Wednesday, February 23, 2011

A further thought on this Blackboard grading thing

I am seriously thinking I need a dual-monitor set up. I have found that I can have the grading system open in multiple tabs or windows. This means that, with enough monitor space, I could have the grading open in one spot while having the discussion submissions open in another. Side-by-side. This would also make grading the comments easier, as I have to create grading columns for them in Blackboard (for the blogs, it's set up while you're setting up the blogs, and the gradebook column will thus pull up submissions in the blog forum).

Sigh.

I've been thinking about this since last semester, when I used my netbook to type papers on, and my office desktop for the internet (browsing, using google book search to find page numbers, etc.). I think it's about time.

Okay so...

Maybe it's time for a knitting post.

Is it?

Well, it is now.

After lots and lots of planning for this year's knitting, I suddenly cast on for a hat this week. My second Koolhaas hat (Interweave link and Ravelry link).

Granted, this hat is on the list of things to do this year (my New Year's resolutions were all craft projects, because, well, it was just planning rather than HEY I WILL GO WORKOUT ALL THE TIME, or CLEAN ALL THE THINGS, because let's face it, I won't do those all the time). But, like resolutions, I'm not sticking to them (or to the letter of them).

My list for this year (in the order I meant to work on them) with Ravelry links when available):
Certain UFOs.
Truffle Cardigan.
Some sort of denim a-line/pencil skirt with pockets.
Hoodie with pleated arm warmers as sleeves.
Themis.
Koolhaas.
Asymmetrical Cardi.
Brilliant Retro.

And some sock patterns to be determined.

Considering how much I want a Themis, it will probably end up on the needles next, but I am not sure, because, well, I've already finished an abalone cardigan that was nowhere on that list.

Monday, February 21, 2011

Pardon the interruption, we will have a moment of silence

And then a very large freak-out.

So, apparently our email system has UPGRADED. I'm sure it's got lots of nice, new, lovely things, but for the moment, I am going to do this:


Ahem.

For those of you who don't know me, I am what we might politely call, "detail-oriented." This translates to "pain in the neck when people change things." Microsoft updates Office, and sets Word's default font to Courier New: I get mad. The paragraph settings are 10 pt after. I get irate. Someone moves my mail-cubby in the office. Sparks fly.

After having this sort of reaction far too many times, I have come to realize plainly and simply that it is me. I don't like things changing once I am used to them.

So, email system, you are on notice. I hate your new font, and my inability to change it.

Sunday, February 6, 2011

Blackboard and grading

Okay, last semester I assigned weekly reading journals to my students. They emailed them to me, or brought them to class. It worked pretty well, except that in addition to the time it took to read them, I also wrote way too much on them. My comments probably were mostly unread (as was painfully obvious when one student turned in a rough draft for the "research" paper that was just two journals pasted together, with no research and no revisions). Also, it's fine to spend that time when you only have a few students, but when you're teaching two courses, it snowballs.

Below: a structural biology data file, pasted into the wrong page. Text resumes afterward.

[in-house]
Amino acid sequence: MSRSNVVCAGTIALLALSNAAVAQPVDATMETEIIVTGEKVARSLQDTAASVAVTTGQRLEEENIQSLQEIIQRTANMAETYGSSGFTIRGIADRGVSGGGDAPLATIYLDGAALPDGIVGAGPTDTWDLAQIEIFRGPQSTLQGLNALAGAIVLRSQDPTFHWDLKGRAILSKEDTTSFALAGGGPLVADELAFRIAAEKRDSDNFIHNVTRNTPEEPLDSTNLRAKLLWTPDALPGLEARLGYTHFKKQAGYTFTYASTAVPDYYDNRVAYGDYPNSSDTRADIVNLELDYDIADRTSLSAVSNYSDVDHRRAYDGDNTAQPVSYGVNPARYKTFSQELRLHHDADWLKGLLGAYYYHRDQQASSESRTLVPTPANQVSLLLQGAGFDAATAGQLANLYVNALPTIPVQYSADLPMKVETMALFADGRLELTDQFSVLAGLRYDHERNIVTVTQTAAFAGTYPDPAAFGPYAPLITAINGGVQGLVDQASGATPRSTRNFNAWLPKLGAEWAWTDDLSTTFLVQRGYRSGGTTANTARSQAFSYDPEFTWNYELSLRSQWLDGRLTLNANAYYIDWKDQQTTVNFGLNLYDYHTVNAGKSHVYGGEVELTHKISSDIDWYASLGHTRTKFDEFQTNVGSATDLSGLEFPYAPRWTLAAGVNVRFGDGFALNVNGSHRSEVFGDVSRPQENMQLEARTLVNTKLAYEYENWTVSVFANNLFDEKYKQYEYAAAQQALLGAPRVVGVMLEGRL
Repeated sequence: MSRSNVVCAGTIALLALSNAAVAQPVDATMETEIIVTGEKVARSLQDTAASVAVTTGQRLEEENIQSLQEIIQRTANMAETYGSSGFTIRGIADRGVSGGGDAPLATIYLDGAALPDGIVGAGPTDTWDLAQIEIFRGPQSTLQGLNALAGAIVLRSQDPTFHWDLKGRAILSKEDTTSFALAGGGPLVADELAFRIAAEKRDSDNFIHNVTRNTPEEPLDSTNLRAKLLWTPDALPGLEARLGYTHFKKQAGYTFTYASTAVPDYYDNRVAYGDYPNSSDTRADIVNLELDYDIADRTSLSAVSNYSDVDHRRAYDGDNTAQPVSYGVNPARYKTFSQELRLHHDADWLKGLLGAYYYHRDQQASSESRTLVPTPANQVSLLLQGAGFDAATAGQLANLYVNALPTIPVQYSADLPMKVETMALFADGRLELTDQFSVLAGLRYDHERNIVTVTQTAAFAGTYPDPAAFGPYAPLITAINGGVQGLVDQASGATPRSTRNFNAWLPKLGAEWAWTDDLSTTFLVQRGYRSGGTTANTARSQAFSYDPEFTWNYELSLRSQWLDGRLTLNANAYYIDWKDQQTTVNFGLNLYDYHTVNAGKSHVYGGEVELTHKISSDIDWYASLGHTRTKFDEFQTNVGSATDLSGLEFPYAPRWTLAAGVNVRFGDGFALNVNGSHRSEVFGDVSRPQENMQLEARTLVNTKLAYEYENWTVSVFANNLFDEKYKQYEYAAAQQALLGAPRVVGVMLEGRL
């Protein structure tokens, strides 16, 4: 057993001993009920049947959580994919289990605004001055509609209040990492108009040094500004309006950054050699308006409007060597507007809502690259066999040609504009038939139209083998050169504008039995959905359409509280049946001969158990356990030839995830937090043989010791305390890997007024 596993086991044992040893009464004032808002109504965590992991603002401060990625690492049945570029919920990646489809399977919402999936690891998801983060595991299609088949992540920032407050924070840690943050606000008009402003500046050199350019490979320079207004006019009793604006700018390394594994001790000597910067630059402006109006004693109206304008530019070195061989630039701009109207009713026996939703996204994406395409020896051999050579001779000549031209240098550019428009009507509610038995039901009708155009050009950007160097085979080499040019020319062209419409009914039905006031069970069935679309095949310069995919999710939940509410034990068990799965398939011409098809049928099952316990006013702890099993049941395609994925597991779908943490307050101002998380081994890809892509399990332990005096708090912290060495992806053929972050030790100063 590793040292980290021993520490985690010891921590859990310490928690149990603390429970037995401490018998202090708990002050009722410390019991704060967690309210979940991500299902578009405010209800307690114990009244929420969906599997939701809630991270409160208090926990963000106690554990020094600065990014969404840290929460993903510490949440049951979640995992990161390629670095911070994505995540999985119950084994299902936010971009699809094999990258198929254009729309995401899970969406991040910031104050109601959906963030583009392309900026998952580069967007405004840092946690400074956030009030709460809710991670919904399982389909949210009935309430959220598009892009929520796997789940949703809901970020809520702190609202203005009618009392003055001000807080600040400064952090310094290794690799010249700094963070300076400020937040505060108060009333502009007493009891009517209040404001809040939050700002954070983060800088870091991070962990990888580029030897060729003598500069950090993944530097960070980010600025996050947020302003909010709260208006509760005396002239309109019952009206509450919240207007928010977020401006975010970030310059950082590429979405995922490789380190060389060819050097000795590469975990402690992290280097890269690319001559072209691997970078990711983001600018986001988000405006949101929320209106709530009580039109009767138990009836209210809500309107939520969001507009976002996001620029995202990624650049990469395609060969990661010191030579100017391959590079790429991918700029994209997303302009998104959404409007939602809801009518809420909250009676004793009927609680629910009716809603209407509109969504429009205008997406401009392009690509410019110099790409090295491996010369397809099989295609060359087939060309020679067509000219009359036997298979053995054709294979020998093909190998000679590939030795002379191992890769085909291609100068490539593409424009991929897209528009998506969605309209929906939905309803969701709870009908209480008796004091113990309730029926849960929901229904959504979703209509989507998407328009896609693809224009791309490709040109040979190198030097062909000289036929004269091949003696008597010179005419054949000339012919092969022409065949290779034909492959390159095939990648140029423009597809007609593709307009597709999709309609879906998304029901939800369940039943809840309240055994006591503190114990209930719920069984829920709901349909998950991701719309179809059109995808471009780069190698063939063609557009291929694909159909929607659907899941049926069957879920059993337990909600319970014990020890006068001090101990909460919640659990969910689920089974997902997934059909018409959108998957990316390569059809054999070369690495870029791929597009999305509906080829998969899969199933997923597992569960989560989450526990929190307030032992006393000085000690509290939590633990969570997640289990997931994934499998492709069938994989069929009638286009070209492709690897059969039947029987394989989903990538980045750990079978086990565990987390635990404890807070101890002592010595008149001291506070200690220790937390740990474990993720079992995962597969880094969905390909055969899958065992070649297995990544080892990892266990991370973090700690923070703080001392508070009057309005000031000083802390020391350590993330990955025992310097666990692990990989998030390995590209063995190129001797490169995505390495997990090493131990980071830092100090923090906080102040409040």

So this semester I made use of the "blog" discussion threads on Blackboard. I started one thread for each week of blog writing (or one for two weeks' worth, if it was the same novel; this may be amended).

Interesting things to note:
1. In a blog discussion thread, all the blogs are displayed. All of them. There's no picking and choosing which blogs to read before all of the text shows up. Granted, Blackboard automatically will show ten at a time unless you change your settings, but if you were looking for a post by a specific student (and if you haven't selected the grading option for the thread), you have to sift through all the posts.

2. Having selected the grading option, I grade through the grade book. Clicking on the assignment for the post, I then can have it display posts for each student involved. It not only shows the blog(s) they wrote in the specific discussion thread, it also shows the comments they have written on the blogs. I have yet to start grading their comments, but this makes it easier.

3. Looking at comments through the grade book does not prevent you from reading the corresponding blog easily. Above the comments, it will say "Comments on ______". If you click on the blog title, then it comes up in a pop-up window.

4. Rather than just assign grades - or having to remember what I wanted each level of grading to be for blogs and comments - I also set up grading forms (I needed one for a week's blog, and one for two weeks of blog; though, I am pretty convinced that I will split those two weeks threads up). This has been an immense help, as the students should be able to see what is wrong with their blog without me having to type explanations for everyone. I am still trying to write some comments, but am keeping it pared down to style issues.

I am fairly certain that I will continue to do weekly blogs online rather than have them emailed, but I am still figuring out what I think specifically about the blog versus regular style discussion thread. Blackboard also has a "journal" style thread that can be kept private, but as I feel the blogs help us all interact and learn more about the readings, I like keeping it open. I may have to play around with journal threads the next time I am planning a Blackboard course, though.